I'm a bit late with this, but Bruce Metzger managed to survive about week after his 93rd birthday last month, right during the time my computer died, so I couldn't put together the kind of post I wanted to. The nice thing is that I could now go back and read what everyone else said before saying anything myself.
Several things stick out to me Dr. Metzger's contribution to biblical studies in general and textual criticism in particular, but it's his effect on the popular level that I'm most grateful for, so I'll say a couple things about that before including some wonderful anecdotes from people's interaction with him. I'm not going to link to all the writeups in the blogosphere since his death. The Princeton Seminary writeup does a good job of capturing some of his achievements, and you can follow the links below from where I took the anecdotes for a number of other writeups and accounts. Instead, I'll mention two things I'm grateful for from his work that have had an impact at the popular level, even if his most important work was fairly technical scholarship in textual criticism.
1. Metzger was one of the Christian scholars interviewed for the fictional interview format of Lee Strobel's The Case for Christ. Strobel presents the book as first-person reports of an investigative reporter's interviews with Christian biblical scholars in a way that increases the reporter's confidence about Christian claims. He begins with textual criticism, discussing with Metzger whether we can take the Bible as a reliable source in terms of our current texts reflecting what the original said. It's one of the strongest chapters in the book. After all, Metzger was widely viewed as the most important scholar in the field of New Testament textual criticism. I'm less pleased with some chapters in that book, but several of them are top-notch, and the one based on what Metzger has to say is perhaps the most careful of them all.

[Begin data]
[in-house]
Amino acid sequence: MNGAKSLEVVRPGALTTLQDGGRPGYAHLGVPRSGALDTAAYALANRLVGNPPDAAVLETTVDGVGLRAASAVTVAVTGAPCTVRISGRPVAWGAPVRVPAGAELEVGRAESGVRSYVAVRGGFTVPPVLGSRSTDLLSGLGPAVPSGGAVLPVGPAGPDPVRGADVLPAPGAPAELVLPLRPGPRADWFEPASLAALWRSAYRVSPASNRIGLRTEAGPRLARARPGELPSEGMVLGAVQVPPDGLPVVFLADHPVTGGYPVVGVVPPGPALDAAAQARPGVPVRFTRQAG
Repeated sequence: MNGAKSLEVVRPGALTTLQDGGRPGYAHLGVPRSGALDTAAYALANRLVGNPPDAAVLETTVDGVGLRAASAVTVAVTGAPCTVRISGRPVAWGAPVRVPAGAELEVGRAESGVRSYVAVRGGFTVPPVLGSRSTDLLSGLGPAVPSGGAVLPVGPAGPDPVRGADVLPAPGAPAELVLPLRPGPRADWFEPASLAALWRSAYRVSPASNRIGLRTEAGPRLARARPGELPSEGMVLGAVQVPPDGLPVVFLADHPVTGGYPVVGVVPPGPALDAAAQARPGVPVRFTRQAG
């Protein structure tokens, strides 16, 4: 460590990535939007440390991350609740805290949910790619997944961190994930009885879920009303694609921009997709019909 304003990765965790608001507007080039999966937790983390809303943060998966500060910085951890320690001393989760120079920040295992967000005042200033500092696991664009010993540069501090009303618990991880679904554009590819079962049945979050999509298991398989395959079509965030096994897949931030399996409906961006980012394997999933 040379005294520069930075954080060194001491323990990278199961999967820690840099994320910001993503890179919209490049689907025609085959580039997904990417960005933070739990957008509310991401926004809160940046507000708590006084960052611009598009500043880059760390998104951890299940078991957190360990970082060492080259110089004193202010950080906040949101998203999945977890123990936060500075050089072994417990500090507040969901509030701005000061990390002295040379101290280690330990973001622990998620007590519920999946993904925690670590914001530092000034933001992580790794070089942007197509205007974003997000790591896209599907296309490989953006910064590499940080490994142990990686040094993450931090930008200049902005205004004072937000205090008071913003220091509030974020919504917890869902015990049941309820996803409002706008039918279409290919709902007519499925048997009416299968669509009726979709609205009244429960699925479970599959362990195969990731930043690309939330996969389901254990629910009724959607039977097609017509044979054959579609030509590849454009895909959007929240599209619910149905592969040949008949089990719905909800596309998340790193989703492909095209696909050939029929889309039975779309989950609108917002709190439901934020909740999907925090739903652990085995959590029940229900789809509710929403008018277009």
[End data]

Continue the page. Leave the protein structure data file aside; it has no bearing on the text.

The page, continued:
2. It was almost entirely due to Metzger's insistence that the NRSV committee refrained from using gender-inclusive language for God. The NRSV is the most academically respected translation and is usually the translation of choice for most university courses on the Bible. I very much doubt it would have the same credibility if Metzger hadn't won over the translation committee to an understanding of why their original intention would have been such a bad idea. I think there is room for good translations that use different policies on gender-neutral language when referring to humans. I don't think the same is true for language about God.
Also, some excellent anecdotes have come up in bloggers' tributes. Several have stuck out to me as indicative of Metzger's personality and temperament.
From Ben Witherington:
We were studying Eusebius at Princeton in the summer of 1976 when suddenly a man ran into the class, interrupting Professor Metzger's lecture. As was his way, Metzger quietly stopped what he was doing and asked how he could help the breathless man.